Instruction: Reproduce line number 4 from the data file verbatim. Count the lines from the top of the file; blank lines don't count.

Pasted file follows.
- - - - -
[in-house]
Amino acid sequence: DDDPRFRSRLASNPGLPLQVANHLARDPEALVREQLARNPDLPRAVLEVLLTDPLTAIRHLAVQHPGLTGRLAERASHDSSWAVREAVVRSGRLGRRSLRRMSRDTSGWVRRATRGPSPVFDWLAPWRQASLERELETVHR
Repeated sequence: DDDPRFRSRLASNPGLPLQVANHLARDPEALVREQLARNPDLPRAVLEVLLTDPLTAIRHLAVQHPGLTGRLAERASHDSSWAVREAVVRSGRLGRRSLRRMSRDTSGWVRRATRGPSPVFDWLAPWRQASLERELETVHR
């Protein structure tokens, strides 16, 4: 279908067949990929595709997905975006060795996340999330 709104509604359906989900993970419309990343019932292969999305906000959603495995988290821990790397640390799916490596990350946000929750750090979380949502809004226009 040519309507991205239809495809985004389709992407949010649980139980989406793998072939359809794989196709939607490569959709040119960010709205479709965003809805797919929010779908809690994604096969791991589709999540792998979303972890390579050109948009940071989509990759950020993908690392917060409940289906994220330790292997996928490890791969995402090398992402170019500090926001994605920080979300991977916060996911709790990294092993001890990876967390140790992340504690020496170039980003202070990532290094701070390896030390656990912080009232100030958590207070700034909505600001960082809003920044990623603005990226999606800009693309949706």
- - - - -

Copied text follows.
């Protein structure tokens, strides 16, 4: 279908067949990929595709997905975006060795996340999330 709104509604359906989900993970419309990343019932292969999305906000959603495995988290821990790397640390799916490596990350946000929750750090979380949502809004226009 040519309507991205239809495809985004389709992407949010649980139980989406793998072939359809794989196709939607490569959709040119960010709205479709965003809805797919929010779908809690994604096969791991589709999540792998979303972890390579050109948009940071989509990759950020993908690392917060409940289906994220330790292997996928490890791969995402090398992402170019500090926001994605920080979300991977916060996911709790990294092993001890990876967390140790992340504690020496170039980003202070990532290094701070390896030390656990912080009232100030958590207070700034909505600001960082809003920044990623603005990226999606800009693309949706």